6. Fatigue, illness, or testing after an athletic practice or game.
  7. Right-left confusion when using a computer mouse or keyboard.
  8. Faulty equipment, such as a computer mouse that sticks or doesn't function properly.
  9. Color blindness (especially if the test items require color discrimination).

Unfortunately, many baseline testing programs are conducted en masse in schools with limited athletic or school staff to oversee and review test results. As a result, baselines tend to be automatically stored in databases, but may not be looked at again until a concussion occurs. Some computerized neuropsychological tests now in use automatically identify or "flag" test results that may be invalid.

Advice to parents

So what should parents, schools and testing centers do to ensure that their child's baseline test is valid? 

My advice is to make sure that the people in charge of obtaining a baseline for your child:

  1. Routinely review all baseline test results immediately afterwards and re-test when there is possible invalidity (a recent survey of 399 athletic trainers at various high schools, colleges and universities found that 95 percent of respondents reported using ImPACT for baseline testing, but only 54.8% actually examined the validity of those results; [6]
  2. Know the test indicators that signal possible invalidity;
  3. Thoroughly explain the test to athletes before the test is taken and make sure he or she understands the instructions, and instructing student-athletes to raise their hands if they have questions or problems;
  4. Provide a quiet, controlled environment for testing, with seating that is comfortably spaced so that athletes are not seated so close to each other or across from one another, soundproofing or white-noise machines to drown out extraneous sounds or interruptions; 
  5. Having one or two trained test administrators (e.g. a credentialed ImPACT provider) present at all times;
  6. Identifying and removing an athlete who is overly talkative or disruptive, and testing him or her later individually; 
  7. Testing when fatigued is not an issue (ideally, the testing should not be performed at the end of a long day, immediately following exercise, practice, or a game, or if the athlete has not slept the night before [8,9] (completely sleep-deprived athletes reporting for baseline testing should be rescheduled for testing after a normal night's sleep).
  8. Understand and control for the factors that may affect test results.

The bottom line is, as a recent study emphasized,[9] to remember that "comparisons made between baseline tests and follow-up testing [after concussion] are only valid if baseline testing truly represents normal functioning and extraneous factors influencing the scores are taken into account."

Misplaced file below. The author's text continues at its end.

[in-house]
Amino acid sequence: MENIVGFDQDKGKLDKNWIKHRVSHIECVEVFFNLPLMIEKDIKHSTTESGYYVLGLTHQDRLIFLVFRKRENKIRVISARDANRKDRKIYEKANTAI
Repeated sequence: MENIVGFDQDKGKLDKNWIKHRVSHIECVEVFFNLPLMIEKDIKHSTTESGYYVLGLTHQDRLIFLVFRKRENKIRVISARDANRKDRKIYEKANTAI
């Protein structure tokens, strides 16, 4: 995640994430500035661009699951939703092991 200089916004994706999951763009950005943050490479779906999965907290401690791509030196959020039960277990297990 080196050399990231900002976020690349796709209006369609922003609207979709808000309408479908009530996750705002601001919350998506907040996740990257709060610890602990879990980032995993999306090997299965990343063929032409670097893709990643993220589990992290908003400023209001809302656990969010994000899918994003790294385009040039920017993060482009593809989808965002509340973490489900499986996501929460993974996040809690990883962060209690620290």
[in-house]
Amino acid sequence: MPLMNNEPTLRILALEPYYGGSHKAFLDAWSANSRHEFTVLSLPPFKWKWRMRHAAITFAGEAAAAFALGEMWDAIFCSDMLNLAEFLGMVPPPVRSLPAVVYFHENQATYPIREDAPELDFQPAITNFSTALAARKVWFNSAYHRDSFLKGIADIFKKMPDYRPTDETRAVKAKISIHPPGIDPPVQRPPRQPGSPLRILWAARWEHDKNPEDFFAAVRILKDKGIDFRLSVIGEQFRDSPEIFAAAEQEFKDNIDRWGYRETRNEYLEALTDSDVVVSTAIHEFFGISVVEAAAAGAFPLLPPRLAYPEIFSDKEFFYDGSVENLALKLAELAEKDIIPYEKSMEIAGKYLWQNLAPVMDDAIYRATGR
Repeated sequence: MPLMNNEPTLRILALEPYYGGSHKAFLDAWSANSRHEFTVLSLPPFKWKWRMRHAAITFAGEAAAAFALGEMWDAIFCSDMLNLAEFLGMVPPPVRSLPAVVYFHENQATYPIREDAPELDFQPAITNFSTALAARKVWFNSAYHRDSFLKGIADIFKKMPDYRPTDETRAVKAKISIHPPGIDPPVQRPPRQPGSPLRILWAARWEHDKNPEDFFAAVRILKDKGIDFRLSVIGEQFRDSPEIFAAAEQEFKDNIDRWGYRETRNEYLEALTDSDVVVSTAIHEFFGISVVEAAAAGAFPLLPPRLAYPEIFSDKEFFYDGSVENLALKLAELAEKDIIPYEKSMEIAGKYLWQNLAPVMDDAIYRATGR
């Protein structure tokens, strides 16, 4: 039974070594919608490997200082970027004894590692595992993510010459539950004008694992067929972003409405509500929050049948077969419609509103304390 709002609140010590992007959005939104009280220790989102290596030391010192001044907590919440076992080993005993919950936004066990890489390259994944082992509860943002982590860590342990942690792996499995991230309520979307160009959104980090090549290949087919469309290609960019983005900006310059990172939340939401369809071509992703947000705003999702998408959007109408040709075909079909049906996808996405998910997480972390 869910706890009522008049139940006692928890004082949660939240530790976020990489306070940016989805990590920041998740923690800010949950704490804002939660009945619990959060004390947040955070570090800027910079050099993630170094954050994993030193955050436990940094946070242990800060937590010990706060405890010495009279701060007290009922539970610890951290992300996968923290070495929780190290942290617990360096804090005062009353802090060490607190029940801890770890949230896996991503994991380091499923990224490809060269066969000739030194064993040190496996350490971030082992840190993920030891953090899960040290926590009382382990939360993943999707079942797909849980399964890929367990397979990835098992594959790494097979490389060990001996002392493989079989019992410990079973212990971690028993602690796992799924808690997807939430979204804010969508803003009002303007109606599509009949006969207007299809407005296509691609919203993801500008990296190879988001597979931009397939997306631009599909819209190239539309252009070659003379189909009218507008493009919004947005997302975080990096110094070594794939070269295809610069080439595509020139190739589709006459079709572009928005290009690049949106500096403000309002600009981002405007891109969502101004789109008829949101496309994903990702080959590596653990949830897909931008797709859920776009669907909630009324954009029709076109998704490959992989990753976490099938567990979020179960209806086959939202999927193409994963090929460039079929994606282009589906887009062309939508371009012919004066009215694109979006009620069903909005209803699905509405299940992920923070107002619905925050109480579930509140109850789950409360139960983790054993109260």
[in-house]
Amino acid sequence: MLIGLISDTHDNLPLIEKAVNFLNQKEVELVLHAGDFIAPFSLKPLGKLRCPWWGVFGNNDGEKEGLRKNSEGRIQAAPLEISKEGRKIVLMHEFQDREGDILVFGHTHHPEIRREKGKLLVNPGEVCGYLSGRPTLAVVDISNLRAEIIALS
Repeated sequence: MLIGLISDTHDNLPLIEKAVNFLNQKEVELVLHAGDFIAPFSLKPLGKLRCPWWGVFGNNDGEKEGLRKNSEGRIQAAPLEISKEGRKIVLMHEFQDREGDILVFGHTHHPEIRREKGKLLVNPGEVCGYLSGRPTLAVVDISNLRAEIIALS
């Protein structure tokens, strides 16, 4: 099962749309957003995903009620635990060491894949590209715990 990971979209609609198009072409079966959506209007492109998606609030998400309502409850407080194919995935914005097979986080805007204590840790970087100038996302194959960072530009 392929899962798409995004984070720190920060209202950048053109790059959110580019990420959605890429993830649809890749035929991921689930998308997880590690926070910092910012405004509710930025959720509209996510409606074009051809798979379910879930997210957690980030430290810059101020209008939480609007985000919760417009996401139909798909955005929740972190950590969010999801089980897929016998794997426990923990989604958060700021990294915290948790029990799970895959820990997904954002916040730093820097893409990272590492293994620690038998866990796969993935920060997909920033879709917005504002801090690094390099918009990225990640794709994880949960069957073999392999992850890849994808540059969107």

1. Moser RS, Schatz P, Neidzwski K, Ott S.D.  Does Group vs. Individual Administration Affect Baseline Neurocognitive Test Performance? Am J Sports Med (in press)

2. Schatz P, Moser RS, Solomon GS, Ott SD,  Karpf R. Incidence of invalid computerized baseline neurocognitive test results in high school and college students. J. Ath Tr  2012;47(3):289-286.

3. Broglio SP, Ferrara MS, Macciochi SN, Baumgartner T A, Elliott R.  Test-retest reliability of computerized concussion assessment programs. J Ath Tr 2007;42(4):509-541.

4. Consensus Statement on Concussion in Sport: the 4th InternationalConference on Concussion in Sport held in Zurich, November 2012. Br J Sports Med 2012;47:250-258.

5.  Erdal K. Neuropsychological Testing for Sports-related Concussion: How Athletes Can Sandbag Their Baseline Testing Without Detection. Arch Clin Psych 2012;27(5):473-479.

6. Covassin T, Elbin R, Stiller-Ostrowski J. Current sport-related concussion teaching and clinical practices of sports medicine professionals. J Athl Train 2009; 44(4):400-404.

7. Schatz P, Glatts C. "Sandbagging" Baseline Test Performance on ImPACT, Without Detection, Is More Difficult than It Appears. Arch Clin Neuropsychol (published online ahead of print February 11, 2013)

8.  McClure DJ, Zuckerman SL, Kutscher SJ, Gregory A, Solomon GS. "Baseline Neurocognitive Test Results in Non-concussed Athletes: Does Sleep Matter?"  Presentation paper, AOSSM (June 13, 2013)

9. Mihalik JP, Lengas E, Register-Mihalik J, Oyama S, Begalle R, Guskiewicz KM. The Effects of Sleep Quality and Sleep Quantity on Concussion Baseline Assessment.  Clin J Sport Med 2013;23(5):343-348.

Most recently revised September 13, 2014